"What to eat" is important, but...
For all the competing nutrition philosophies out there— macros, paleo, vegetarian, etc. — it’s normal to wonder how to get the right amount of food, and from the right places.
Do I eat meat? How much? What about bread? Will gluten kill me? If I count my calories, I’ll lose weight, right?
Those are all valid questions, but they’re also an example of misplaced precision. They’re out of order, and can’t be answered correctly for each individual until we get some baselines established.
The baselines I’m talking about are cornerstone nutrition habits that get results for people regardless of their nutritional intake.
The first one is simple, but not easy:
Think about how you eat first.
Eat your food slowly. Chew it completely. Take a second to breathe before your next bite.
That’s it. And its effects are far-reaching.
The benefits of eating slowly cascade throughout the digestive process. On a macro level, it means that we’ll be eating less food overall. The process of feeling “full” after a meal is actually more of a time-delay than a volume measurement. Your body will start feeling full about 20 minutes after you start eating, because that’s the delay between when you start eating and when the brain can send out signals to let you know you’re good, you’ve had enough.
For a long time, my goal was to gain weight and put on muscle. This meant getting more food in the body than it needed just to maintain its current state (which is all the body ever wants to do, by the way). I was racing the clock to get as many calories in as I could before the brain hit the buzzer.
This is what a lot of people do without realizing it. There are a lot of calories that sneak by because we just can’t feel full yet. For those of you trying to lose weight, you need to give it time.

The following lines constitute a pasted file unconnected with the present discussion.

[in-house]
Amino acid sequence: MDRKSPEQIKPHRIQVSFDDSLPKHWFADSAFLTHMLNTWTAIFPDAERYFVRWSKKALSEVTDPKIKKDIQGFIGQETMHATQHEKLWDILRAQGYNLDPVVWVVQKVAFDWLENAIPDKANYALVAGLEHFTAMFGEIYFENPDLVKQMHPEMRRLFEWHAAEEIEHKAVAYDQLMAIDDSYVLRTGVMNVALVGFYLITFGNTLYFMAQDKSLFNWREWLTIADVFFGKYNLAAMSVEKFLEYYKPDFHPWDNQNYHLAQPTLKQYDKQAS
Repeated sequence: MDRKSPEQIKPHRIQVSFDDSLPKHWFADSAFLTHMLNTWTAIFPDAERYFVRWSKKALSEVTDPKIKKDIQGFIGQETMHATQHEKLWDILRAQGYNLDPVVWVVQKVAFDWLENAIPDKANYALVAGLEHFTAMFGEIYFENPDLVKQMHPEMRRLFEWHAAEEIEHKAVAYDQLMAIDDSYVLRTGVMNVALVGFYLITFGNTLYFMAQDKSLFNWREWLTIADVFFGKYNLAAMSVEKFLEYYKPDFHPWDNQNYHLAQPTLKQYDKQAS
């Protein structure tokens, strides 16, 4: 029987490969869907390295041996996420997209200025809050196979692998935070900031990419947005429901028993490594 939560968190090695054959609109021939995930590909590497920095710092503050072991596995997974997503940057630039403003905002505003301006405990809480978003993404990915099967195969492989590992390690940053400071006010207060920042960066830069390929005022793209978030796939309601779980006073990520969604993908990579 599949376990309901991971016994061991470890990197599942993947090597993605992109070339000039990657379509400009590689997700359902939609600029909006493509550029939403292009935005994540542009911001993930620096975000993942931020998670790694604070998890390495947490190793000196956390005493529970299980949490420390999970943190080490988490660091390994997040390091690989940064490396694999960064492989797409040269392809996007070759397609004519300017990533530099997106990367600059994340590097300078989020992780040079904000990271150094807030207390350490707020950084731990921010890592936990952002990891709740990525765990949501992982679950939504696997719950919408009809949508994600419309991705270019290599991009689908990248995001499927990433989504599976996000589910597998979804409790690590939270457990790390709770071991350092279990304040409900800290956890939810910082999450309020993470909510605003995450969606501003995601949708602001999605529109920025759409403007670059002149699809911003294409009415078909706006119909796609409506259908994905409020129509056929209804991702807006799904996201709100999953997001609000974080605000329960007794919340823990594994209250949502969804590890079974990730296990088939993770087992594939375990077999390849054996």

This also improves your satisfaction with meals, which is different from fullness. Fullness is utility, whereas satisfaction is enjoyment. It’s what minimalism gurus are always talking about: live in the moment. Or, as I like to say, chew in the moment.
Digestion improves with a slower pace as well. One example of this is with carbohydrates, which get broken down via a substance called salivary amylase during mastication. Plus, your gut and stomach take time to “warm up” and get ready to process your food by producing enzymes and acid that breaks it down. Don’t surprise your GI tract by shotgunning your meals.
Simply put: the more you chew, the easier it is to digest your food.
So here are the action steps:
- Chew your food 20x per mouthful. Once this is habitual, upgrade to 30x.
- Set your utensils down between bites.
All of this leads to a healthier relationship with food. This sounds like a buzzphrase, and it kind of is, but it goes far beyond just weight loss. Slowing down leads to smaller portions, better digested, that are usually made up of better food. Have you ever tried to chew crappy processed food like a hot dog 30 times? Not so good. Real food tends to keep its appeal.
This is just one of the habits that can lead to better body composition results like losing fat and building muscle without even looking at your food choices. I’m not saying it doesn’t matter what you eat (not even close), but there are things that we need to get in line before applying precise methods. What’s the point in counting macros if you’re missing out on 10-20% of your nutrition because you don’t chew your food? What’s the point of measuring intake of vitamins to the IU if we don’t know what’s getting absorbed?
This week, try the two steps listed above and see if you up your meal satisfaction. Comment if you’ve tried this before, and happy chewing.
P.S. If you want more guidance with your weight loss or nutrition journey, we offer Nutrition Coaching that can turn you into the healthiest person you know.